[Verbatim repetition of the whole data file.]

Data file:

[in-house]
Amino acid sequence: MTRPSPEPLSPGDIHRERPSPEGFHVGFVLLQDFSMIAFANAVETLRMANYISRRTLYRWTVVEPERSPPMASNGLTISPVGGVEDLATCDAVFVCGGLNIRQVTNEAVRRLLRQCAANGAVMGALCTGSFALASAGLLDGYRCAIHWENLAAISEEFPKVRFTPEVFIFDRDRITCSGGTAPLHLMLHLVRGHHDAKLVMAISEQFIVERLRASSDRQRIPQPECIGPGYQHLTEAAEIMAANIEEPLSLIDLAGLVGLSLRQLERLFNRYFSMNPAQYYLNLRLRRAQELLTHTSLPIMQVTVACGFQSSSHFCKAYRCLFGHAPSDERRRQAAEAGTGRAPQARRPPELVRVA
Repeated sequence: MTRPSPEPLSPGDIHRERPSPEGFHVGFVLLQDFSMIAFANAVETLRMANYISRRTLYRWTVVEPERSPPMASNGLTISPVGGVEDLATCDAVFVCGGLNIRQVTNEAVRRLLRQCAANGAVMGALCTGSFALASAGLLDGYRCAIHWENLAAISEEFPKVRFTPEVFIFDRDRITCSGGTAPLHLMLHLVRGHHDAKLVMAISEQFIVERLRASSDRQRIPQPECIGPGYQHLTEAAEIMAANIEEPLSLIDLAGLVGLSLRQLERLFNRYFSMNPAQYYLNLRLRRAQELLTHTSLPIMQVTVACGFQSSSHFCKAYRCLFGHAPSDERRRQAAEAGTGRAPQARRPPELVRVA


[in-house]
Amino acid sequence: MTRPSPEPLSPGDIHRERPSPEGFHVGFVLLQDFSMIAFANAVETLRMANYISRRTLYRWTVVEPERSPPMASNGLTISPVGGVEDLATCDAVFVCGGLNIRQVTNEAVRRLLRQCAANGAVMGALCTGSFALASAGLLDGYRCAIHWENLAAISEEFPKVRFTPEVFIFDRDRITCSGGTAPLHLMLHLVRGHHDAKLVMAISEQFIVERLRASSDRQRIPQPECIGPGYQHLTEAAEIMAANIEEPLSLIDLAGLVGLSLRQLERLFNRYFSMNPAQYYLNLRLRRAQELLTHTSLPIMQVTVACGFQSSSHFCKAYRCLFGHAPSDERRRQAAEAGTGRAPQARRPPELVRVA
Repeated sequence: MTRPSPEPLSPGDIHRERPSPEGFHVGFVLLQDFSMIAFANAVETLRMANYISRRTLYRWTVVEPERSPPMASNGLTISPVGGVEDLATCDAVFVCGGLNIRQVTNEAVRRLLRQCAANGAVMGALCTGSFALASAGLLDGYRCAIHWENLAAISEEFPKVRFTPEVFIFDRDRITCSGGTAPLHLMLHLVRGHHDAKLVMAISEQFIVERLRASSDRQRIPQPECIGPGYQHLTEAAEIMAANIEEPLSLIDLAGLVGLSLRQLERLFNRYFSMNPAQYYLNLRLRRAQELLTHTSLPIMQVTVACGFQSSSHFCKAYRCLFGHAPSDERRRQAAEAGTGRAPQARRPPELVRVA